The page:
Internet of Things (IoT) is the latest buzz in the world of technology, but they are much easier to hack than you think.
Until now we have heard many scary stories of hacking IoT devices, but how realistic is the threat?
Just think of a scenario where you enter in your house, and it’s sweltering, but when you head on to check the temperature of your thermostat, you find out that it has been
Forget about security! It turns out that the Chip-and-PIN cards are just as easy to clone as magnetic stripe cards.
It took researchers just a simple chip and pin hack to withdraw up to $50,000 in cash from an ATM in America in under 15 minutes.
We have been told that EMV (Europay, MasterCard and Visa) chip-equipped cards provides an extra layer of security which makes these cards more secure
Why we can’t detect all security loopholes and patch them before hackers exploit them?
Because… we know that humans are too slow at finding and fixing security bugs, which is why vulnerabilities like Heartbleed, POODLE and GHOST remained undetected for decades and rendered almost half of the Internet vulnerable to theft by the time patches were rolled out.
Now to solve this hurdle, DARPA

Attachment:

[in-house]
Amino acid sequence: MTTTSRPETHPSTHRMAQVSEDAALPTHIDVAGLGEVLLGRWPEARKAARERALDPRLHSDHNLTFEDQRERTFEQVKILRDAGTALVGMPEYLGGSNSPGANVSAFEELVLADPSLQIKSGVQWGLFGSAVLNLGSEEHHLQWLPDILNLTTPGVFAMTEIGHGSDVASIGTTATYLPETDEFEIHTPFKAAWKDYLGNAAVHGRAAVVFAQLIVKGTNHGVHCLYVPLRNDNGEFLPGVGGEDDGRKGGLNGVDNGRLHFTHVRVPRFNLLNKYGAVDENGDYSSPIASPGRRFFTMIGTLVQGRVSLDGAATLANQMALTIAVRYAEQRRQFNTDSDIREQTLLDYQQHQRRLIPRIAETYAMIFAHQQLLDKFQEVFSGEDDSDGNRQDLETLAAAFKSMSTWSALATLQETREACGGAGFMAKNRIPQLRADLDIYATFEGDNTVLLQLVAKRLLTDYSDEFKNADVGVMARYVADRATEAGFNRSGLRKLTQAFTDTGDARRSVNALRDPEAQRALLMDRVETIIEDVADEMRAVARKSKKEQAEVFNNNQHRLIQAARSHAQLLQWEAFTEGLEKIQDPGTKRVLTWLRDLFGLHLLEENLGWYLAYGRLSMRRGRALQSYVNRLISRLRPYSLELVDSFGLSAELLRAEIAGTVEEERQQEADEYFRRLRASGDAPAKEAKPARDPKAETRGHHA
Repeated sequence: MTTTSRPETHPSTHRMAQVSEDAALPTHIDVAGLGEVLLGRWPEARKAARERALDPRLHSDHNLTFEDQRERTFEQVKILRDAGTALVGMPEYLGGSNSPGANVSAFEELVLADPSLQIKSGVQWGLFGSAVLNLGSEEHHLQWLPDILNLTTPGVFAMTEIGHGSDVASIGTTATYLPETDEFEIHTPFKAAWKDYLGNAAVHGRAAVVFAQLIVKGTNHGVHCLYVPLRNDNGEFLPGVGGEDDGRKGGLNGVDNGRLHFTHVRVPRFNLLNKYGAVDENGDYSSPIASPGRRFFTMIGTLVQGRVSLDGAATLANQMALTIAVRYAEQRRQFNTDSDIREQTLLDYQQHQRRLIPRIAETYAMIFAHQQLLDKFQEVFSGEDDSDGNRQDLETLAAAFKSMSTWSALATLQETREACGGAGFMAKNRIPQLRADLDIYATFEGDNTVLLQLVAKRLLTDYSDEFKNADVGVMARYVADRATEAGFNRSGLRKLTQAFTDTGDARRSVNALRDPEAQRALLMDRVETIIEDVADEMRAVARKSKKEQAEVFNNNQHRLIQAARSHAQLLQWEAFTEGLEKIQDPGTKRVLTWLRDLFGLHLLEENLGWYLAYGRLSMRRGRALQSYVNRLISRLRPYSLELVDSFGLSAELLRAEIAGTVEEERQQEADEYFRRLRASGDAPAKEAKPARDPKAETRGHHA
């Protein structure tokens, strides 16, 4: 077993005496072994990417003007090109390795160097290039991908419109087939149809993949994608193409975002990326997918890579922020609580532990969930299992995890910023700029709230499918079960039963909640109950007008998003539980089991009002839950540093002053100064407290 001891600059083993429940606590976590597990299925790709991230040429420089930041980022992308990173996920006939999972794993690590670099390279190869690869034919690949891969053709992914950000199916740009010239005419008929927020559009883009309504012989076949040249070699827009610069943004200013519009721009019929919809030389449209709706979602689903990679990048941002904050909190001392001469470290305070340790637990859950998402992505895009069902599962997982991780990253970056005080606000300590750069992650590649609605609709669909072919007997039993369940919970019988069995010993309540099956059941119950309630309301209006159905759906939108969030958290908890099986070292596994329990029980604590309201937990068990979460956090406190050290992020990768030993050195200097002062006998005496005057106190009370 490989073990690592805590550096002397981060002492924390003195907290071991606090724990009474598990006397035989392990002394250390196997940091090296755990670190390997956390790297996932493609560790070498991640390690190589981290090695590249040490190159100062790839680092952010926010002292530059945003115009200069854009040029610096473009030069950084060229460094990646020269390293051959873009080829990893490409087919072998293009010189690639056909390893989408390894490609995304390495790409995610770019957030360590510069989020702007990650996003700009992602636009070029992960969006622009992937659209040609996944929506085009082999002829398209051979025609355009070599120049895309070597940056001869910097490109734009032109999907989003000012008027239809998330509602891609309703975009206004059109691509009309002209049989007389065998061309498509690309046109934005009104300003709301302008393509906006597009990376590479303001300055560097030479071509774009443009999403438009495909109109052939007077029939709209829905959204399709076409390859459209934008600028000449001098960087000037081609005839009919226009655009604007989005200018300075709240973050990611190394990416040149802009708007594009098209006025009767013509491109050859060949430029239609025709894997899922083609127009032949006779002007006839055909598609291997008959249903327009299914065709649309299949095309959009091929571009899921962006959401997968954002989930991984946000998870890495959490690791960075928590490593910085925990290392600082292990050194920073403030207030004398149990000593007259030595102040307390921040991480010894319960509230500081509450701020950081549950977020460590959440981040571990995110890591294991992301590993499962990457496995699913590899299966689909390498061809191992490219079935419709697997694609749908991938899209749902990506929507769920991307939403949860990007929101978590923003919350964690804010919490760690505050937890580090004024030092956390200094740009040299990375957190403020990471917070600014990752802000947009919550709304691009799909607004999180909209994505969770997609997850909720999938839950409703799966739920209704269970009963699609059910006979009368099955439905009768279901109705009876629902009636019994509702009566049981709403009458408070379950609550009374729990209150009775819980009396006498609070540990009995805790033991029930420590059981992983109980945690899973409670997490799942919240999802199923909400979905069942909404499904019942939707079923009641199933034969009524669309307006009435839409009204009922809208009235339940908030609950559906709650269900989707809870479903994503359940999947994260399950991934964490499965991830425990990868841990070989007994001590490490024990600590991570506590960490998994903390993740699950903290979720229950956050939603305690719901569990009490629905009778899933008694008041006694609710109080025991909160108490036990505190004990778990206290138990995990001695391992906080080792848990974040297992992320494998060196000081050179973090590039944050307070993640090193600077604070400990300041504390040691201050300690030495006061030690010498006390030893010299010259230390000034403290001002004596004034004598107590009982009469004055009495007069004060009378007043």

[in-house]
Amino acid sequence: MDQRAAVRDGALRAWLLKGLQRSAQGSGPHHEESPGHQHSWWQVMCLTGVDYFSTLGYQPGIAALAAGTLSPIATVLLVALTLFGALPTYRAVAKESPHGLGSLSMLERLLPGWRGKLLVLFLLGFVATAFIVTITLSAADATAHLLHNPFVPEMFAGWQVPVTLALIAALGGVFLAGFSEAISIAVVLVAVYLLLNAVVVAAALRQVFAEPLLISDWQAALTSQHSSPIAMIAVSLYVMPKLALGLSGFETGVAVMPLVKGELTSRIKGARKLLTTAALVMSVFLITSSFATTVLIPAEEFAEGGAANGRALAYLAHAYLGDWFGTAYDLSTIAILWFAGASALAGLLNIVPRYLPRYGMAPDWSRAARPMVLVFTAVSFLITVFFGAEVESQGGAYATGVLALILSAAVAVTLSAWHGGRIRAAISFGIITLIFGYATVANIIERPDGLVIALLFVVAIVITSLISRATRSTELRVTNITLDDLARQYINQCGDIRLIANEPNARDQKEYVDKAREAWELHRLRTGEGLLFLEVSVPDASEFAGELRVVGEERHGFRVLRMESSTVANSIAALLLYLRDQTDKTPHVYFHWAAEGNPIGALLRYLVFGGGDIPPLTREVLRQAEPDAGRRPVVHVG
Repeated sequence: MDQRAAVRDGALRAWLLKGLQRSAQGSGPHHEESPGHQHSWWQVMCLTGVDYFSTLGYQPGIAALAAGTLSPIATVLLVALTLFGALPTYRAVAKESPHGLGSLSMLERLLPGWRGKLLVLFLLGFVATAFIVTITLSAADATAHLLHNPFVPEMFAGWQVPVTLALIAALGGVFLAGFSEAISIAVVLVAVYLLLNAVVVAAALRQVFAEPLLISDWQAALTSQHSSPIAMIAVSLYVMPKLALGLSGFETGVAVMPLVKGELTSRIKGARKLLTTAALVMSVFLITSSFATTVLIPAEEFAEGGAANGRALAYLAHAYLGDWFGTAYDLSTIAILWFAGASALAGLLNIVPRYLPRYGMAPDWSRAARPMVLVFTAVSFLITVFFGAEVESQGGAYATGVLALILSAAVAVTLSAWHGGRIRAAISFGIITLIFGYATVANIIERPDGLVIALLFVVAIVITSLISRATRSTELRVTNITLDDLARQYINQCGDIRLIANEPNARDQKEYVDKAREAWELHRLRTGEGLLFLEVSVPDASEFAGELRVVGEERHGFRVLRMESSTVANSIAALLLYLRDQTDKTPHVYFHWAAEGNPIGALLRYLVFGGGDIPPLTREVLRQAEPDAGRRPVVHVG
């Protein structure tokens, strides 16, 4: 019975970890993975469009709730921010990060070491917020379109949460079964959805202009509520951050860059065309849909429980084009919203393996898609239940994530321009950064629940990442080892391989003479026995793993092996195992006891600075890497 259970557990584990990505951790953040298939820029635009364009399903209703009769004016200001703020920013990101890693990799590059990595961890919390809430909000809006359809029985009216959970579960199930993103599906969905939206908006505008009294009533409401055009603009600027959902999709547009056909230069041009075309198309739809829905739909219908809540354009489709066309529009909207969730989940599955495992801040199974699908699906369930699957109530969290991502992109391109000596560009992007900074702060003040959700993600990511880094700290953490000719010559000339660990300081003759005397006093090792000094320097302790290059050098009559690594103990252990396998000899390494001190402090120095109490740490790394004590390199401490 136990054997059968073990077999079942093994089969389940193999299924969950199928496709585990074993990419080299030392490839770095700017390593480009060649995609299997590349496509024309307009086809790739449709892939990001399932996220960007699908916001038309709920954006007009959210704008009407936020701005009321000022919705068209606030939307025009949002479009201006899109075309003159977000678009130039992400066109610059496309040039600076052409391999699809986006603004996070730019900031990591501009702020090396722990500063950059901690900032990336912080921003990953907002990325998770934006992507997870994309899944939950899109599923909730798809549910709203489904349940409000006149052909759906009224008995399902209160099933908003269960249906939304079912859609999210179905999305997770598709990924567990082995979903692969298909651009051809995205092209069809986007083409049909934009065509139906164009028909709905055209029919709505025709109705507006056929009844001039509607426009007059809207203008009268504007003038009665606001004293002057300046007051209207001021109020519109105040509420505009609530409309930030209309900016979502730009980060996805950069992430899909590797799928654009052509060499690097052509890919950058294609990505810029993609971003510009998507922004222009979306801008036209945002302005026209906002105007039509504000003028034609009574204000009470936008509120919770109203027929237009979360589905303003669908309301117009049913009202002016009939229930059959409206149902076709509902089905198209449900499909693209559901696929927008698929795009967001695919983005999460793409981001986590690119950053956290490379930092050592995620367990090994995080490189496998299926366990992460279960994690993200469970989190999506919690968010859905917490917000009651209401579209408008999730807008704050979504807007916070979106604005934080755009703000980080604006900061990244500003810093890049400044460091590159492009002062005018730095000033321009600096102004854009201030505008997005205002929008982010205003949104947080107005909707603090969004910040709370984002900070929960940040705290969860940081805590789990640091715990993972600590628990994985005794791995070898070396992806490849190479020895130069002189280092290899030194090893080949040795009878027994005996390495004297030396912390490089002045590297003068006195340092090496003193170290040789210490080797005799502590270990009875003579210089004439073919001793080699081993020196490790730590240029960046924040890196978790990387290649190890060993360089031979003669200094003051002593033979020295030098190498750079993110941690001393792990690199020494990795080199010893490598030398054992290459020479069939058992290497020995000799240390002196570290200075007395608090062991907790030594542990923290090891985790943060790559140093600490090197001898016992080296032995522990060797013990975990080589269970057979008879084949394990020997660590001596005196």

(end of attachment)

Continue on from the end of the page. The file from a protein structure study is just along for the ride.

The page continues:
A crowd of IT professionals, cyber security experts, thought leaders and business decision makers along with the best minds in the hacking community will come together at annual Nullcon security conference 2016 under the same roof to join their efforts in addressing the most critical issues of the Internet Cyberspace.
NullCon, appropriately dubbed “The Next Security Thing”, creates
The United States Department of Defense (DoD) has the plan to boost their internal and network security by announcing what it calls “the first cyber Bug Bounty Program in the history of the federal government,” officially inviting hackers to take up the challenge.
Dubbed “Hack the Pentagon,” the bug bounty program invites the hackers and security researchers only from the United States to
Great news for Hackers and Bug-hunters who enjoy Programming and playing around with Software.
A worldwide group of like-minded computer programmers is hosting The Next Hacker IPPC event on the 26th and 27th of February in Berlin, Germany, where participants can meet hackers and programmers from around the world while getting an opportunity to participate in one of the major